It has been raining on and off all week, the temperatures cool, the sun appearing between dark clouds, teasing. We read and write, and when the weather clears, walk up the road into the lower alpine hills and back through meadows, crossing bridges over rushing streams. We return to our thirteenth-century Knights Templar castle, the Chateau Saint-Martin.
Only a few ruins to the side of the property remain from the medieval castle, but I recall that the property goes back indeed to Saint Martin of Tours, a converted Roman soldier, who spent time here in 350. A statue over the fireplace in the front salon shows Martin on his horse, cutting his robe in half to give to a naked beggar, and in a sense this hospitality continued. In 1115 the Earl of Provence gave the property to crusaders returning from Jerusalem, the Knights Templars, requiring that they offer lodging to travelers, and cultivate and protect the region. The Templars were disbanded in the fourteenth century, and the Wars of Religion, and after that the Revolution, did great damage to the property. But in 1900 a wealthy business man bought the ruined estate. Eventually it was restored, opening as a hotel in 1958.
We had the opportunity to dine with an old friend the other night, a man who came to the hotel as Second Maître d’ in 1971. He recalled visits from many of the famous in the area, including Marc Chagall (1887-1985) who lived nearby and who created the stunning stained glass windows in a local chapel. Others have come up from the Cannes film festival as well, to add to the star-studded list of guests. In those days the chateau was only a single building and twenty-four rooms. Since then it has expanded, but the proprietors have kept the gracious feeling of those earlier days, with white stucco and arched portals, tiled walkways and vaulted ceilings, gardens of lavender, cypress, olive trees, and arbors of aromatic jasmine. And all the while the panorama of sky whirls before you, the clouds sweeping to the sea, the lightning and thunder traveling over the rolling hills, the brilliant sun burning through mists crowning walled villages.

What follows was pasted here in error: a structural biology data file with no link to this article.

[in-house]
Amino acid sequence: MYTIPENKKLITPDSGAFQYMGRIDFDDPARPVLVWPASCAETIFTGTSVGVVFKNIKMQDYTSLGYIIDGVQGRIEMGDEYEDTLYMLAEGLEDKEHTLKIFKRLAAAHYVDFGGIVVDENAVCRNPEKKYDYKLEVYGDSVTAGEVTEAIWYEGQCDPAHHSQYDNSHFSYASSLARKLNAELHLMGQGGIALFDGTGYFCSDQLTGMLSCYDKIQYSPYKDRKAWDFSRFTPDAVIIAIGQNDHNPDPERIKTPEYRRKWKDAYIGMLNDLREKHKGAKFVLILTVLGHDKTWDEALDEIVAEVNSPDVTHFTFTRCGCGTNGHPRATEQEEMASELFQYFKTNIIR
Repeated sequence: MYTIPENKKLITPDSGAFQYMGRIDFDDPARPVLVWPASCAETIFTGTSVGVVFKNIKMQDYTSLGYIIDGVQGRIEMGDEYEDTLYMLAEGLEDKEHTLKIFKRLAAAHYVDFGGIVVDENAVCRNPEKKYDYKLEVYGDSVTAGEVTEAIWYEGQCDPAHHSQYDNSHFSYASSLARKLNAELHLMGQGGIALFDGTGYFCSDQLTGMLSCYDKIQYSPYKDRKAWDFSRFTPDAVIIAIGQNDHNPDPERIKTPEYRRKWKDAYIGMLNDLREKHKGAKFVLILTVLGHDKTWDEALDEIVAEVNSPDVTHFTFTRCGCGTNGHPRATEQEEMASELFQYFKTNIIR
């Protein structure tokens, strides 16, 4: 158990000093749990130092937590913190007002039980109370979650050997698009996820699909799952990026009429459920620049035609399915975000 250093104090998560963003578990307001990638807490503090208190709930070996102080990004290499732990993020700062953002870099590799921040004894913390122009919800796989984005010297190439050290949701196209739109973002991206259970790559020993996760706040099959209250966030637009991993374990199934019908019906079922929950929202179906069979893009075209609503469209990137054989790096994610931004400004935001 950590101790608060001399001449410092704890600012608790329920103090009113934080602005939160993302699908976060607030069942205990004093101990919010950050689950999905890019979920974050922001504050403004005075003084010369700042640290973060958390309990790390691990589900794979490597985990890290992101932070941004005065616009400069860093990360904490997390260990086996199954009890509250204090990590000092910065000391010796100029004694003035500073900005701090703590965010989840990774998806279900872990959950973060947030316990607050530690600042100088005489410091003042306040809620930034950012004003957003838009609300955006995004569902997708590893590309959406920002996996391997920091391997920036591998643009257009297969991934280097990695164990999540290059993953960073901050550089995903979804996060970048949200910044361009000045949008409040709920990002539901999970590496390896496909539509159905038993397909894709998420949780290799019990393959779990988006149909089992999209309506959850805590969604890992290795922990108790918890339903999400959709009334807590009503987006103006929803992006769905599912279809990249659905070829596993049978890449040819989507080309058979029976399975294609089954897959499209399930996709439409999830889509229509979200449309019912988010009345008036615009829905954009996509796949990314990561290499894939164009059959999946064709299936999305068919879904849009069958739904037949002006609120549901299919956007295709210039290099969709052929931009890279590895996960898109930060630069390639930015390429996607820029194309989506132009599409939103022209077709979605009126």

We leave this aerie perch tomorrow and head for Mary Magdalene country, the Massif de La Sainte-Baume where an ancient protected forest guards a mysterious grotto (see June 26, 2009 post). We are preparing for a pilgrimage to the Magdalene’s cave and her nearby basilica, to learn more about her and from her. I have long sensed she reflects the heart of Christianity in all of her stories – the penitent sinner of the seven demons cast out by Christ, the woman of adoration who washed Christ’s feet with her hair, the disciple who first saw the resurrected Christ and ran to tell the others, perhaps the first evangelist. Henry Lacordaire (1802-1861) agreed. This Dominican preacher, famous for his sermons in Paris’s Notre Dame, visited the grotto in 1851. Seeing in Mary Magdalene the power of love, both divine and human, the heart of the Gospel message, he wrote and worked to revive her legend. He built the present Hotellerie for pilgrims, and by the 1880’s it was recorded that on the saint’s feast day 10,000 pilgrims made the journey up to the dripping cavern-shrine.
Hopefully, we too shall make the hour long ascent through the ancient forest. We shall follow in the footsteps of many kings and queens, saints and sinners, and ordinary folk like us who carry the seeds of both saints and sinners, just as Mary Magdalene did.